Do Third-Party Reports Improve the Measurement of Sensitive Behaviors? A Validation Study Using Social Network and HIV Biomarker Data
James Mkandawire, University of Malawi
Stephane Helleringer, Columbia University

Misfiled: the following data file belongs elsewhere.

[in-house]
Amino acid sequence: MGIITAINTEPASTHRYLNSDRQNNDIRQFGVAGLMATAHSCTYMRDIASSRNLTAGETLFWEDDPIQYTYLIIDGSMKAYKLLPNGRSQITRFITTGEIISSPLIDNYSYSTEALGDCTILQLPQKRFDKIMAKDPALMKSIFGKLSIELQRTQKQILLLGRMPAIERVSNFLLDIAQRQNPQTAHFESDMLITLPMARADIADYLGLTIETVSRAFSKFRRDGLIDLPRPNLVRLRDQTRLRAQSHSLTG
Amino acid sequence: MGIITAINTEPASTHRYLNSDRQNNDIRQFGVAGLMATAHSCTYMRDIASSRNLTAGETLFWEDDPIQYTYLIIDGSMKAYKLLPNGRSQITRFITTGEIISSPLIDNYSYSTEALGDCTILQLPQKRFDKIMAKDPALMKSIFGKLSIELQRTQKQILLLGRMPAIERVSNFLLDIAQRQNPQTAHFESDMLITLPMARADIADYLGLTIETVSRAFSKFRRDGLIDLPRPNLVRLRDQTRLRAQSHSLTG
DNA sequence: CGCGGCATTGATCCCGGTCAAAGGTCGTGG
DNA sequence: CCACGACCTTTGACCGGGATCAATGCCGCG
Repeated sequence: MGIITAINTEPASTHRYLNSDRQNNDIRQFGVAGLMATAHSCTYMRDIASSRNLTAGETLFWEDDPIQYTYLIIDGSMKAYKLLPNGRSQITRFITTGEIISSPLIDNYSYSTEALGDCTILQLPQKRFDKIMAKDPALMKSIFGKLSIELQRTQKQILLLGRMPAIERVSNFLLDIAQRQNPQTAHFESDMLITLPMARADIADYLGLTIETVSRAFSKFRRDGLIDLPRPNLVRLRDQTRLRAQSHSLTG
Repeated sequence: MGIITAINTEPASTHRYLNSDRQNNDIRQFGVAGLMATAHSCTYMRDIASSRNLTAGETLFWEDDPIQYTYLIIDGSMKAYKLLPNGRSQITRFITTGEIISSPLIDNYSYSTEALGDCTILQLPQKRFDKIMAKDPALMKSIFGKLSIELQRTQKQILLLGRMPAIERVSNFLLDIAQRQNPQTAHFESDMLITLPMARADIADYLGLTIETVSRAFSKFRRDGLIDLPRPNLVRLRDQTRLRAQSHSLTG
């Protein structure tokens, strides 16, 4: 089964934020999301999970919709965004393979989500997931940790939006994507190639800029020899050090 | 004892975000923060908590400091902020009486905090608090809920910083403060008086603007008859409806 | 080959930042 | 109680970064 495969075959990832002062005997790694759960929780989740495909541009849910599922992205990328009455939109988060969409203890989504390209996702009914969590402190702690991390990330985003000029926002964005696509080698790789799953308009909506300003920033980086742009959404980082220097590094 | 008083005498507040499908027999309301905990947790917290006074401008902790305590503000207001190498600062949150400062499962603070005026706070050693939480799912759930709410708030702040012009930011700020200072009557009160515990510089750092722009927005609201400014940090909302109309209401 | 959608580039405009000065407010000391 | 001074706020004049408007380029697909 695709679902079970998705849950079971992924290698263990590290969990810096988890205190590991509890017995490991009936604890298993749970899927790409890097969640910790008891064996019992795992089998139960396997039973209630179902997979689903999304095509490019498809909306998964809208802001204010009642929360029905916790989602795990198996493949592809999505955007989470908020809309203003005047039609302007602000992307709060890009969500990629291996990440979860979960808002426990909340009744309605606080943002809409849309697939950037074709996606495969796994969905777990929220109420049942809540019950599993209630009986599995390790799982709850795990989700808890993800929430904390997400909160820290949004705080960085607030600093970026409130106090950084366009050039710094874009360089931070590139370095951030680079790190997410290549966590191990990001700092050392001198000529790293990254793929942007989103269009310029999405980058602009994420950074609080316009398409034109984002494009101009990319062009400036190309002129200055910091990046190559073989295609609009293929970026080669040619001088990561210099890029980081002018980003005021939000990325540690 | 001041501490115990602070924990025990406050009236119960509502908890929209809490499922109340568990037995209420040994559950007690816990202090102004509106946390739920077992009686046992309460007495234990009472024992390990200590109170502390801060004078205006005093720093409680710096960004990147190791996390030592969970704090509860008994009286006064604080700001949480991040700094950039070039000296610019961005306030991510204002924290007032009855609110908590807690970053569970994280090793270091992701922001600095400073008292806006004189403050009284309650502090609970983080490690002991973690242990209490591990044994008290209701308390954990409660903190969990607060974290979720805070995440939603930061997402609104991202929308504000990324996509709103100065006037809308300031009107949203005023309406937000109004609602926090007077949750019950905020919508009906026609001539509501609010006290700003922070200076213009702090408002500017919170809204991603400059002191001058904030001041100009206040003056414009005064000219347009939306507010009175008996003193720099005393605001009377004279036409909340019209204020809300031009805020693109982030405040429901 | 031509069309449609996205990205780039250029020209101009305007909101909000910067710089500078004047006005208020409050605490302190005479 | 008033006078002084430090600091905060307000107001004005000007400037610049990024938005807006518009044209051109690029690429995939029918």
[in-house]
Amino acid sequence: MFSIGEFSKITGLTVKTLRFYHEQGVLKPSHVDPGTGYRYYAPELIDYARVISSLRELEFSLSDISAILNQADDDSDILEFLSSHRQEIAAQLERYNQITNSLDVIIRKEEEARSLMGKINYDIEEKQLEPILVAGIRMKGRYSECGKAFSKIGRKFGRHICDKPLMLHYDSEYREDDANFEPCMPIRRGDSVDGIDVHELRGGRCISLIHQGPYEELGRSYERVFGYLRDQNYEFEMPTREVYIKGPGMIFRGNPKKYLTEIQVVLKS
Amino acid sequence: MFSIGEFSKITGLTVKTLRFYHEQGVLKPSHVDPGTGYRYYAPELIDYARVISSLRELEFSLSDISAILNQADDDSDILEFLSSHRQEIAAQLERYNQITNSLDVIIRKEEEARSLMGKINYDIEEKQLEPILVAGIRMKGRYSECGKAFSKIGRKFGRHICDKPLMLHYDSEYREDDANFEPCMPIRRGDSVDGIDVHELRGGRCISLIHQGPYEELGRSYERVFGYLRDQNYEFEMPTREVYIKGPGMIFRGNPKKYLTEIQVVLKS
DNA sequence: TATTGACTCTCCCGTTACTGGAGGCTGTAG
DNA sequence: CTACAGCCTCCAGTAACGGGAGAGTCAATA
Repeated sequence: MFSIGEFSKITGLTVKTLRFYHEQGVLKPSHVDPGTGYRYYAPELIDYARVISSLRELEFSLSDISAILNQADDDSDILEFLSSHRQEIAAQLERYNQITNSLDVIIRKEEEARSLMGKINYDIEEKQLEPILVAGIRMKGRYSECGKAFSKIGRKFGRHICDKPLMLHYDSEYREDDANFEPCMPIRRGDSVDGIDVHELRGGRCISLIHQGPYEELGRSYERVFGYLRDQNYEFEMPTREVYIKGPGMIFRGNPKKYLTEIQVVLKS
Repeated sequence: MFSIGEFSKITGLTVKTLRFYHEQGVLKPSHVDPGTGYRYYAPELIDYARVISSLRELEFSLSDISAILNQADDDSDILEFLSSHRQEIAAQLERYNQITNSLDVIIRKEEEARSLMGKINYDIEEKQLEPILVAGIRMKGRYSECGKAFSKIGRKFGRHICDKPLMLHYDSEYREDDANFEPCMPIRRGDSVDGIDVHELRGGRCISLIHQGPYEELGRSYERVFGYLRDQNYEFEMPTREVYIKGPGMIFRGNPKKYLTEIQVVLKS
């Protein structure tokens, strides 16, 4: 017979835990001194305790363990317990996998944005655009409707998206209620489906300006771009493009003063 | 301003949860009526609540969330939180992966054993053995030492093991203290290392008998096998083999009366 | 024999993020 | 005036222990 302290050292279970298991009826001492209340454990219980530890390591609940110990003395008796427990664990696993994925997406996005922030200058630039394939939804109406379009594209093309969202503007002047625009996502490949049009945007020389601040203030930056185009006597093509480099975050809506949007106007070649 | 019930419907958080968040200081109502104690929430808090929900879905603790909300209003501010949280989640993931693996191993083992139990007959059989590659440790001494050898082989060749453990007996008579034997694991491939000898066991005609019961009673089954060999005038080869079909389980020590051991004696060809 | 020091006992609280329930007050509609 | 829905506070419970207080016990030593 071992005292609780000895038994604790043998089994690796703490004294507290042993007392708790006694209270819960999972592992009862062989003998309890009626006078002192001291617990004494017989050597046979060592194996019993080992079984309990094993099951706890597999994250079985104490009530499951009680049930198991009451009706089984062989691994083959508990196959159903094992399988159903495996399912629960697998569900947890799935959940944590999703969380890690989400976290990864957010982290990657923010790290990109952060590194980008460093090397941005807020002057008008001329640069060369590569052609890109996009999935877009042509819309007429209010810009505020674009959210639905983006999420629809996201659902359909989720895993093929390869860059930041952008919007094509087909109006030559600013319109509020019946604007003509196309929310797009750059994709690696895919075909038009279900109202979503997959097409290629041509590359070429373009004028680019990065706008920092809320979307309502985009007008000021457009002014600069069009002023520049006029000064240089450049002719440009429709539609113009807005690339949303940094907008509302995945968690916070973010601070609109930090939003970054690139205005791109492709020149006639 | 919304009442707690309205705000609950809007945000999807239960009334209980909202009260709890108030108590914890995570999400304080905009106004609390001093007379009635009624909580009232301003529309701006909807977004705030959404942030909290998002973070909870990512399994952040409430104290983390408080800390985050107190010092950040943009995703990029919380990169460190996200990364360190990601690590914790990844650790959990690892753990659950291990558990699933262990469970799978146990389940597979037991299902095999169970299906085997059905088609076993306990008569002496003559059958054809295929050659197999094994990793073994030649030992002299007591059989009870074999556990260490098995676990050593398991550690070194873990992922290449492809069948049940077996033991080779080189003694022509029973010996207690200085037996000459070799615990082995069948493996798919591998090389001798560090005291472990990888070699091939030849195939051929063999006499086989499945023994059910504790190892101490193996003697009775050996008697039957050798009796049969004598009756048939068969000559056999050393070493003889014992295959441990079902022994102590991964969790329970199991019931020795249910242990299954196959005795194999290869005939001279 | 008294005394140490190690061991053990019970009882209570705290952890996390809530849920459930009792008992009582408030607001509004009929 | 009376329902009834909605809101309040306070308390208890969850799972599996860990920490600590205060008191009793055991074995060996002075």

Third-party reports (e.g., best friends or confidants) have recently been suggested as an alternative approach to measuring sensitive behaviors such as abortions or multiple sex partnerships (MSP). The validity of this method has however not been systematically assessed. During the Likoma Network Study (Malawi), 2,014 respondents were asked whether their best friend had MSP. We then traced the nominated best friend in population rosters and linked all reports. For a large fraction of study participants (>75%), we thus have data on MSP from both one’s own self-reports and their best friend’s report. We use these data to 1) determine whether best friends constitute a representative sample of the population and 2) compare self-reports to best-friend reports of the MSP of a given participant. We test whether HIV/STI infections are more common among participants who did not self-report MSP, but who were classified as having MSP by their best friend.